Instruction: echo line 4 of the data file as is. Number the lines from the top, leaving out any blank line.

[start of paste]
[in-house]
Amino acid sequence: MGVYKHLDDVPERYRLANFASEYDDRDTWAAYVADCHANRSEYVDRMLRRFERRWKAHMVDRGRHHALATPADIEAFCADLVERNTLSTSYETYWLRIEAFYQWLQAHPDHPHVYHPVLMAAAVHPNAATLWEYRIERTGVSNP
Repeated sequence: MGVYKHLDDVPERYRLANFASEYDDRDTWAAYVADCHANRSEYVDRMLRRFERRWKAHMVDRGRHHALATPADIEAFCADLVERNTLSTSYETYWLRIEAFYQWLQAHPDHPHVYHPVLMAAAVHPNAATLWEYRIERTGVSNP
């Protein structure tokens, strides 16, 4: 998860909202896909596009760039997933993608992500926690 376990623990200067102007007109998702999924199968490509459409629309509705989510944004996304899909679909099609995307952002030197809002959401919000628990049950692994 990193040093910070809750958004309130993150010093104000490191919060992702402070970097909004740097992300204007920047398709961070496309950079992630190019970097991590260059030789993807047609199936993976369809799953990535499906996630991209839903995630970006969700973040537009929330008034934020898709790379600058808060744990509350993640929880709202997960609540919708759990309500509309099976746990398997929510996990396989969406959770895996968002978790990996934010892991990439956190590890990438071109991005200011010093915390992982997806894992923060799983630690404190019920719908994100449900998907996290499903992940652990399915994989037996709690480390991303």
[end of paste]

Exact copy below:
């Protein structure tokens, strides 16, 4: 998860909202896909596009760039997933993608992500926690 376990623990200067102007007109998702999924199968490509459409629309509705989510944004996304899909679909099609995307952002030197809002959401919000628990049950692994 990193040093910070809750958004309130993150010093104000490191919060992702402070970097909004740097992300204007920047398709961070496309950079992630190019970097991590260059030789993807047609199936993976369809799953990535499906996630991209839903995630970006969700973040537009929330008034934020898709790379600058808060744990509350993640929880709202997960609540919708759990309500509309099976746990398997929510996990396989969406959770895996968002978790990996934010892991990439956190590890990438071109991005200011010093915390992982997806894992923060799983630690404190019920719908994100449900998907996290499903992940652990399915994989037996709690480390991303």